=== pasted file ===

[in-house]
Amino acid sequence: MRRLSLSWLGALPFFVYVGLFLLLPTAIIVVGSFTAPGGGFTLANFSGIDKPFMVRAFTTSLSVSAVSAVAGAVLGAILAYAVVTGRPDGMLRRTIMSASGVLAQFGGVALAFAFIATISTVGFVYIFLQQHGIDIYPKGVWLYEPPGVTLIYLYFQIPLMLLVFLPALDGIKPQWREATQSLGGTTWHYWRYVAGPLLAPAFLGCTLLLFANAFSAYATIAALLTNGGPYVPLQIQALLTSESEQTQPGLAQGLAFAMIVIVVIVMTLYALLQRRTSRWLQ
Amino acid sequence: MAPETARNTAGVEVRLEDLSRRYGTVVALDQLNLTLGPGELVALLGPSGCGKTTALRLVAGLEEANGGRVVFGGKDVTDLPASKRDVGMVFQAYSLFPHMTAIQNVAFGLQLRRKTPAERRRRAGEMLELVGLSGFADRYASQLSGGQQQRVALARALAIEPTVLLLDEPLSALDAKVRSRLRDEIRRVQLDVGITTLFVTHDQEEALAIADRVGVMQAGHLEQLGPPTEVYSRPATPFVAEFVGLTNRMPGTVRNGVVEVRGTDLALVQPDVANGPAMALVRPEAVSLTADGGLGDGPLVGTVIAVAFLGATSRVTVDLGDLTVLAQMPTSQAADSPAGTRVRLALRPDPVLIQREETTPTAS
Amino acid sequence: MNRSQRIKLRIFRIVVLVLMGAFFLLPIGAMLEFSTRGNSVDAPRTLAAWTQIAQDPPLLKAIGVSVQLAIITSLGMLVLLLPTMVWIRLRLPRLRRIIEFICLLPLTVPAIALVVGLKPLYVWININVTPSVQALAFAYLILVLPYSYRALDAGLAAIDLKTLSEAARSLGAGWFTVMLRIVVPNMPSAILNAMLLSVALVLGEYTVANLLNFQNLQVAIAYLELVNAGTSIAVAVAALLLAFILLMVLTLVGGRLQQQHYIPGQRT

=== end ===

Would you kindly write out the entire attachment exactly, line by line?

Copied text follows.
[in-house]
Amino acid sequence: MRRLSLSWLGALPFFVYVGLFLLLPTAIIVVGSFTAPGGGFTLANFSGIDKPFMVRAFTTSLSVSAVSAVAGAVLGAILAYAVVTGRPDGMLRRTIMSASGVLAQFGGVALAFAFIATISTVGFVYIFLQQHGIDIYPKGVWLYEPPGVTLIYLYFQIPLMLLVFLPALDGIKPQWREATQSLGGTTWHYWRYVAGPLLAPAFLGCTLLLFANAFSAYATIAALLTNGGPYVPLQIQALLTSESEQTQPGLAQGLAFAMIVIVVIVMTLYALLQRRTSRWLQ
Amino acid sequence: MAPETARNTAGVEVRLEDLSRRYGTVVALDQLNLTLGPGELVALLGPSGCGKTTALRLVAGLEEANGGRVVFGGKDVTDLPASKRDVGMVFQAYSLFPHMTAIQNVAFGLQLRRKTPAERRRRAGEMLELVGLSGFADRYASQLSGGQQQRVALARALAIEPTVLLLDEPLSALDAKVRSRLRDEIRRVQLDVGITTLFVTHDQEEALAIADRVGVMQAGHLEQLGPPTEVYSRPATPFVAEFVGLTNRMPGTVRNGVVEVRGTDLALVQPDVANGPAMALVRPEAVSLTADGGLGDGPLVGTVIAVAFLGATSRVTVDLGDLTVLAQMPTSQAADSPAGTRVRLALRPDPVLIQREETTPTAS
Amino acid sequence: MNRSQRIKLRIFRIVVLVLMGAFFLLPIGAMLEFSTRGNSVDAPRTLAAWTQIAQDPPLLKAIGVSVQLAIITSLGMLVLLLPTMVWIRLRLPRLRRIIEFICLLPLTVPAIALVVGLKPLYVWININVTPSVQALAFAYLILVLPYSYRALDAGLAAIDLKTLSEAARSLGAGWFTVMLRIVVPNMPSAILNAMLLSVALVLGEYTVANLLNFQNLQVAIAYLELVNAGTSIAVAVAALLLAFILLMVLTLVGGRLQQQHYIPGQRT